One of the symptoms that you have a case of "great writing group," is that members will ask you questions that challenge you in a way that makes you want to address the issue.
Usually, these questions are pretty simple.
Almost always, they are open ended.
From my Traveling Java group, Val (who's pagan column you absolutely need to read!) asked me why my protagonist, Heather, is insistent on keeping the whole kelpie issue secret from the adults in the story when, per my own copy, there are reasonable hints that said grown-ups won't necessarily think she's crazy… and might actually listen to her!
A very good question.
If you've read much children's or YA fiction, it's a fairly common trope that kids just Don't Tell Their Parents… well, much of anything. Even when Anything is something pretty horrible, or even deadly.
Now, from the beginning of my drafting process, I knew I would address that issue anyway.
But still, why doesn't Heather chat with, say, Mr. McInnis who nailed iron crosses all around the barn after the first kelpie attack? Obviously he knows a thing or two about fae.
Well, Mr. McInnis is a scary curmudgeon who feels she's too strong-willed for a child, especially a girl, and that she's brought on this fae curse. Heather doesn’t quite know that much about Mr. McInnis, but like most kids, she can sense he's not particularly fond of her. And grumpy. And angry. All. The. Time.
Ok, but her parents seem to be pretty open minded.
She adores her dad and is truly guilty that she worried him so much in the first place, sneaking out with her best friend. Dad's bipolar disorder is acting up, though, and he's worried about her older sister, Lily, who's a whole continent away with her biological mom, a woman less than esteemed among Heather's family. Heather doesn't want to make Dad's life any more surreal or difficult.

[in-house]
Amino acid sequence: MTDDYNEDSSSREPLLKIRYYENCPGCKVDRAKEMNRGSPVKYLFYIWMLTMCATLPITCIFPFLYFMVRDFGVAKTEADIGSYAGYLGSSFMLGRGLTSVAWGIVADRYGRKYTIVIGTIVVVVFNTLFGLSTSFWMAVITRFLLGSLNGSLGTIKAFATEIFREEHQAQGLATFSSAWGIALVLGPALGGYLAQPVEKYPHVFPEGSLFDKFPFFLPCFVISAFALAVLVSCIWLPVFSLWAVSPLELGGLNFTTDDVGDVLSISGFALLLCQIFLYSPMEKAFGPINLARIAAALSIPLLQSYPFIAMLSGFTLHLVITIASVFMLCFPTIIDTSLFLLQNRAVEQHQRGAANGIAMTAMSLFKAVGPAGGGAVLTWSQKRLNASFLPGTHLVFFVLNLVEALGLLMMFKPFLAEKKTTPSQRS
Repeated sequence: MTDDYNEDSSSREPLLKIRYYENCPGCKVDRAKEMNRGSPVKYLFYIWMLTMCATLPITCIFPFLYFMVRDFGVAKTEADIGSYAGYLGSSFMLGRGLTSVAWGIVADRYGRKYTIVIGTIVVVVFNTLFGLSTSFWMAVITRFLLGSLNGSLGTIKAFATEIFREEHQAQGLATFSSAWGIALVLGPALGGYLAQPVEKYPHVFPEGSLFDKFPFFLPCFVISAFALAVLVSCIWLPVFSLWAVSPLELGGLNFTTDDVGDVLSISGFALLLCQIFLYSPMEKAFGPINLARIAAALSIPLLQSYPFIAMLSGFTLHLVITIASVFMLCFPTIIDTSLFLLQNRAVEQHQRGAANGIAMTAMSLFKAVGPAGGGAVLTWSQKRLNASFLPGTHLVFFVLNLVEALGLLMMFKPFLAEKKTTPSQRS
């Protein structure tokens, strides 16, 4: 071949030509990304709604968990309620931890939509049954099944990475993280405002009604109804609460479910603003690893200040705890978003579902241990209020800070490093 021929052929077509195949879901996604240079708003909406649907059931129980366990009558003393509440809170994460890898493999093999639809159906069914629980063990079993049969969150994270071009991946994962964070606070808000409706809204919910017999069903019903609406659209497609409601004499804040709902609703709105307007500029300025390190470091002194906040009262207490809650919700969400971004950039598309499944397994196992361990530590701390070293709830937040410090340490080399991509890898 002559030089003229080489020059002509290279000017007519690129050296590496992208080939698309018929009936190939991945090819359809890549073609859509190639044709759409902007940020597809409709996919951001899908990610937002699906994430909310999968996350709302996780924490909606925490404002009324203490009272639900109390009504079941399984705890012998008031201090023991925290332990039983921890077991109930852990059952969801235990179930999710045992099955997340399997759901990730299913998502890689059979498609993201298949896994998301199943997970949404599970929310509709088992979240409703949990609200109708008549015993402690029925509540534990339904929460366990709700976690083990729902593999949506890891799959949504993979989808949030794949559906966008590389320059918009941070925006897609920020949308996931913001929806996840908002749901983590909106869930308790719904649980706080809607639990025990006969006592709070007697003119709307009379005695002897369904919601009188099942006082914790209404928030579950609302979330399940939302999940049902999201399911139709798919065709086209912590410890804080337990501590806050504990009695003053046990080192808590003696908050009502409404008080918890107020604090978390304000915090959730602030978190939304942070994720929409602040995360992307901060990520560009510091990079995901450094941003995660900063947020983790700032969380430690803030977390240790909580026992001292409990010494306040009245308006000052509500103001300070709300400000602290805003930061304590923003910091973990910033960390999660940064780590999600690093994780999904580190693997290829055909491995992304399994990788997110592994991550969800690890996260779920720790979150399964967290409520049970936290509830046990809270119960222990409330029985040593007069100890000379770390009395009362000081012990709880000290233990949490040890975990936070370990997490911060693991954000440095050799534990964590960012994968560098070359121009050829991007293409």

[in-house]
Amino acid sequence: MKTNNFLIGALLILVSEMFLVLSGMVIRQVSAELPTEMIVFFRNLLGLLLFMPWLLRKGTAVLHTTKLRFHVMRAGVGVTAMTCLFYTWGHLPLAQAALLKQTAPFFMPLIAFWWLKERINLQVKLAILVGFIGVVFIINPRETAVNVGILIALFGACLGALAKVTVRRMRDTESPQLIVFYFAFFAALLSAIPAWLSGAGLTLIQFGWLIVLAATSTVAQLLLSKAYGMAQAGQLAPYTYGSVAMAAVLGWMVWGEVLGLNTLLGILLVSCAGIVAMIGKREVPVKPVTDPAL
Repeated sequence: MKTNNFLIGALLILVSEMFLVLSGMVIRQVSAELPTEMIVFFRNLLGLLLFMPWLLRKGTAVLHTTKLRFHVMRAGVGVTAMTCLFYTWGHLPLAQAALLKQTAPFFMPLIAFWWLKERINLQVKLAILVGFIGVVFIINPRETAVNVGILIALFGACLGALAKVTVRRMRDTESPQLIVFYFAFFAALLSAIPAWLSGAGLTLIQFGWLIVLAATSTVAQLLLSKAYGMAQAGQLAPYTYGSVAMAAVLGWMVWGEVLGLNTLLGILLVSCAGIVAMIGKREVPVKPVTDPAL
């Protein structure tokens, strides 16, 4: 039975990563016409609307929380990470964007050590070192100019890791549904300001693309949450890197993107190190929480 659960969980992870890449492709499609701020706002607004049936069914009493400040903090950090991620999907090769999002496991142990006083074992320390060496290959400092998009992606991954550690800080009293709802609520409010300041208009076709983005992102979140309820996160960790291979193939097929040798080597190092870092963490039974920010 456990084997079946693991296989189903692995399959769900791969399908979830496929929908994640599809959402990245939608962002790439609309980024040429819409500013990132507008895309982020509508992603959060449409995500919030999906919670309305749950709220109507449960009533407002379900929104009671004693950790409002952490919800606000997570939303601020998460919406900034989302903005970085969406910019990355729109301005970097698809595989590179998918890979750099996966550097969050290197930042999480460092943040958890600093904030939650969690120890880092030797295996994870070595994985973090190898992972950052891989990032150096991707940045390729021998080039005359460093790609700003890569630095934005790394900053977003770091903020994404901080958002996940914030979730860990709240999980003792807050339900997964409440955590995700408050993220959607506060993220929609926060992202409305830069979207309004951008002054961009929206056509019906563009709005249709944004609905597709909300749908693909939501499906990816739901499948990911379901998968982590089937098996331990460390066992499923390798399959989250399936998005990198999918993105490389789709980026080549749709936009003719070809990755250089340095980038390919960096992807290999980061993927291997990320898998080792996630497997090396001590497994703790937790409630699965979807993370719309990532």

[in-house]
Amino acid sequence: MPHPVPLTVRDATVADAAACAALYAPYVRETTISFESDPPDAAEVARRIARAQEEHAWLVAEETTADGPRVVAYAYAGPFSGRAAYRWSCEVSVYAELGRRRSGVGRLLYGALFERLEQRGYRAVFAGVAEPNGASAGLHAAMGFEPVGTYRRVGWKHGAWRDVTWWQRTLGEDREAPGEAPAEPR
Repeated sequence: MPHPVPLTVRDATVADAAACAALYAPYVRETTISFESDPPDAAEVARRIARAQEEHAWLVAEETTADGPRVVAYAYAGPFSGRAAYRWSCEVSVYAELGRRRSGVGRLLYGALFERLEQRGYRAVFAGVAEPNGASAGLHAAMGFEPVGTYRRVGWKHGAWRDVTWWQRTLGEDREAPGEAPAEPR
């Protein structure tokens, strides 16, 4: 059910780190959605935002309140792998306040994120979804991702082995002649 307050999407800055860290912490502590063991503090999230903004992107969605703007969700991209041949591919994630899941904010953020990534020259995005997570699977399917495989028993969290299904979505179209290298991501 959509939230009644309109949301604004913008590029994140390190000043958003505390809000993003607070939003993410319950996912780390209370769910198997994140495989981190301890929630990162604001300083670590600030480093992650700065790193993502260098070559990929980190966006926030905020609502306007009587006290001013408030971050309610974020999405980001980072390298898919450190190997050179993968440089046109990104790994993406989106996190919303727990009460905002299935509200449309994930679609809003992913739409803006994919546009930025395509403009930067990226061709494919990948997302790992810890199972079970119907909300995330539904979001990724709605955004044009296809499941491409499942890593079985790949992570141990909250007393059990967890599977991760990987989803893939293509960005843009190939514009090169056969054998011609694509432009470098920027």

Her mum, however, has written articles, fiction, and scripts that include magic and faerie. When Heather's younger brother, Rowan, was scared that goblins would kidnap him (per Lily's teasing), Mum even did a spell from one of her books - and Heather swears it was more than just show. At least talking to Mum might be a good plan, right?
But she doesn't. And even though I'm writing in first person POV for Heather, she doesn't even bring up the idea of telling her parents the truth as an option.
Now, I know why she's secretive, but it's not particularly easy to show. It's doable, and something I have to go back and enhance - obviously because both Val and Marlys agreed with the need for clearer motivation - but a good part of it is who Heather is, and who influences the person she wants to be.
The primary influence on Heather's character is, despite being a Daddy's Girl, her mum, who she perceives as someone she wants to be like. (Heather's not a teenager yet, so her parents have not quite descended to the levels of über-uncoolness.) Heather's mum, like most of the women I know (including the character's namesake), is also not especially good at asking for help. In fact, she has a bit of a goddess-complex; of course she can save the world! Heather's Dad usually is the one who has to figure out if his spouse is getting in over her head.